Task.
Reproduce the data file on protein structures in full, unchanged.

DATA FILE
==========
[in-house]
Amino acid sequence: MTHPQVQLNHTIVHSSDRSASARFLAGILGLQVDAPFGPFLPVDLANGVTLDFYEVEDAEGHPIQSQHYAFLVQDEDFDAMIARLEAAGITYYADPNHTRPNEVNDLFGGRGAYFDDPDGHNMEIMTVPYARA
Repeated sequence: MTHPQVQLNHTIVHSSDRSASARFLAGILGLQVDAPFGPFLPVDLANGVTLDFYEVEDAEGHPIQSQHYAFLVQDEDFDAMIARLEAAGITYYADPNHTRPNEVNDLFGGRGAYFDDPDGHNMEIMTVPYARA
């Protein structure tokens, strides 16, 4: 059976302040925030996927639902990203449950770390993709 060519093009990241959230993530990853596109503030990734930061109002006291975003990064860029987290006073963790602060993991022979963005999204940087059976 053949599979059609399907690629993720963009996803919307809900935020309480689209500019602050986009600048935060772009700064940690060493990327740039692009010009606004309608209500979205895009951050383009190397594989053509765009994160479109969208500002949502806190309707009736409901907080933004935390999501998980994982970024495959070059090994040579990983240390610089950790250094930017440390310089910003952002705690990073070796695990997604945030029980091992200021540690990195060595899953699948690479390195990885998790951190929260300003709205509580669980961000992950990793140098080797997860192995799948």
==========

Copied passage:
[in-house]
Amino acid sequence: MTHPQVQLNHTIVHSSDRSASARFLAGILGLQVDAPFGPFLPVDLANGVTLDFYEVEDAEGHPIQSQHYAFLVQDEDFDAMIARLEAAGITYYADPNHTRPNEVNDLFGGRGAYFDDPDGHNMEIMTVPYARA
Repeated sequence: MTHPQVQLNHTIVHSSDRSASARFLAGILGLQVDAPFGPFLPVDLANGVTLDFYEVEDAEGHPIQSQHYAFLVQDEDFDAMIARLEAAGITYYADPNHTRPNEVNDLFGGRGAYFDDPDGHNMEIMTVPYARA
């Protein structure tokens, strides 16, 4: 059976302040925030996927639902990203449950770390993709 060519093009990241959230993530990853596109503030990734930061109002006291975003990064860029987290006073963790602060993991022979963005999204940087059976 053949599979059609399907690629993720963009996803919307809900935020309480689209500019602050986009600048935060772009700064940690060493990327740039692009010009606004309608209500979205895009951050383009190397594989053509765009994160479109969208500002949502806190309707009736409901907080933004935390999501998980994982970024495959070059090994040579990983240390610089950790250094930017440390310089910003952002705690990073070796695990997604945030029980091992200021540690990195060595899953699948690479390195990885998790951190929260300003709205509580669980961000992950990793140098080797997860192995799948």